Reconstruction Finance Corporation has moved for the dismissal of the complaint. The motion must be granted, although not for the reasons advanced by that corporation.
In considering the motion we assume that the stripper well compensatory adjustment payments in question were production subsidy payments authorized and paid under Section 2(e) of the Emergency Price Control Act. Furthermore, we agree with the district court that the letter of April 13, 1948, was an order under Section 2 of the Emergency Price Control Act within the meaning of the protest and review provisions of Sections 203, 50 U.S.C.A.Appendix, § 923, and 204 of the Act. And finally we assume, also in agreement with the district court, that the civil action brought in that court by Reconstruction Finance Corporation against Silver Pine Oil Company, out of which this case arises, was, within the meaning of Section 204(e) (1) of the Emergency Price Control Act, brought pursuant to Section 205 of the Act, 50 U.S. C.A.Appendix, § 925, by reason of the violation of an order entered under Section 2 of the Act.
Nonetheless Section 204(e) (1) of the Emergency Price Control Act, as amended by the Supplemental Appropriation Act, 1948, approved July 30, 1947, did not authorize the district court to grant leave to file the present complaint and does not authorize this court to entertain it. The Supplemental Appropriation Act, 1948, amended the first sentence of Section 204 (e) (1) so as to read as follows:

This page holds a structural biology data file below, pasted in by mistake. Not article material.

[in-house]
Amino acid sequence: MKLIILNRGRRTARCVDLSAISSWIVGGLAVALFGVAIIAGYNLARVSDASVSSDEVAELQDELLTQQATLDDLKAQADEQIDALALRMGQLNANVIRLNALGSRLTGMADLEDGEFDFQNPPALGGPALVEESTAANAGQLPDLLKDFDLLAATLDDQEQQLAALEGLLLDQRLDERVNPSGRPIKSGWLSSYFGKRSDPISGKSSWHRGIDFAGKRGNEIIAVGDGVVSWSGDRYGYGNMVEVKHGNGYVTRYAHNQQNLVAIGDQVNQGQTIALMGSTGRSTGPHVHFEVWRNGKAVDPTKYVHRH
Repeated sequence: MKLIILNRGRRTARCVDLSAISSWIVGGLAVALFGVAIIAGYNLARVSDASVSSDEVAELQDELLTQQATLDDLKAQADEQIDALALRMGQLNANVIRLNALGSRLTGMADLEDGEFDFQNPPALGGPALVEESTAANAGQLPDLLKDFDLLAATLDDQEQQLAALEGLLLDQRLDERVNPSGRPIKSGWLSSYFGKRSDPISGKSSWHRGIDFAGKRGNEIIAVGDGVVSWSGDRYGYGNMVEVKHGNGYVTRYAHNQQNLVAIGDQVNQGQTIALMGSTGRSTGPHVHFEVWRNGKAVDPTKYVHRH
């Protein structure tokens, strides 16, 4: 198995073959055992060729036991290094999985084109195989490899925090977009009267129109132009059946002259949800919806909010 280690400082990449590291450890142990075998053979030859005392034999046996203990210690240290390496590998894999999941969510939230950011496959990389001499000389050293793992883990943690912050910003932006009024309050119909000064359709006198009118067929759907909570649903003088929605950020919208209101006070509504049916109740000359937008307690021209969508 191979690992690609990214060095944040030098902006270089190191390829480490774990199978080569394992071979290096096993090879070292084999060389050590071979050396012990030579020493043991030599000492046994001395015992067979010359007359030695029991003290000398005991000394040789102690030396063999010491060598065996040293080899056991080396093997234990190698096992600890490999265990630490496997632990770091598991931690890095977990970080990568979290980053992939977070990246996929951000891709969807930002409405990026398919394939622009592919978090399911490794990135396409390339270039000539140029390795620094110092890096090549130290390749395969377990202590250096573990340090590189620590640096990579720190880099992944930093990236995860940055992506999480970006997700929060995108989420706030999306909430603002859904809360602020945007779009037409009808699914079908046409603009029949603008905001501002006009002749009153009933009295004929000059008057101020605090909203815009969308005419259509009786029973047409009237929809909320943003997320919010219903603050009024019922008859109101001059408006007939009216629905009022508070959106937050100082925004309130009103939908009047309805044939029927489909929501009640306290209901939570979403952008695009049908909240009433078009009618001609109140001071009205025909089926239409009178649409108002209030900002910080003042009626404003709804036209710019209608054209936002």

"Within sixty days after the date of enactment of this amendment, or within sixty days after arraignment in any criminal proceedings and within sixty days after commencement of any civil proceedings brought pursuant to section 205 of this Act or section 37 of the Criminal Code, involving alleged violation of any provision of any regulation or order issued under section 2 or alleged violation of any price schedule effective in accordance with the provisions of section 206 with respect to which responsibility was transferred to the Department of Commerce by Executive Order 9841, the defendant may apply to the court in which the proceeding is pending for leave to file in the Emergency Court of Appeals a complaint against the Administrator setting forth objections to the validity of any provision which the defendant is alleged to have violated or conspired to violate."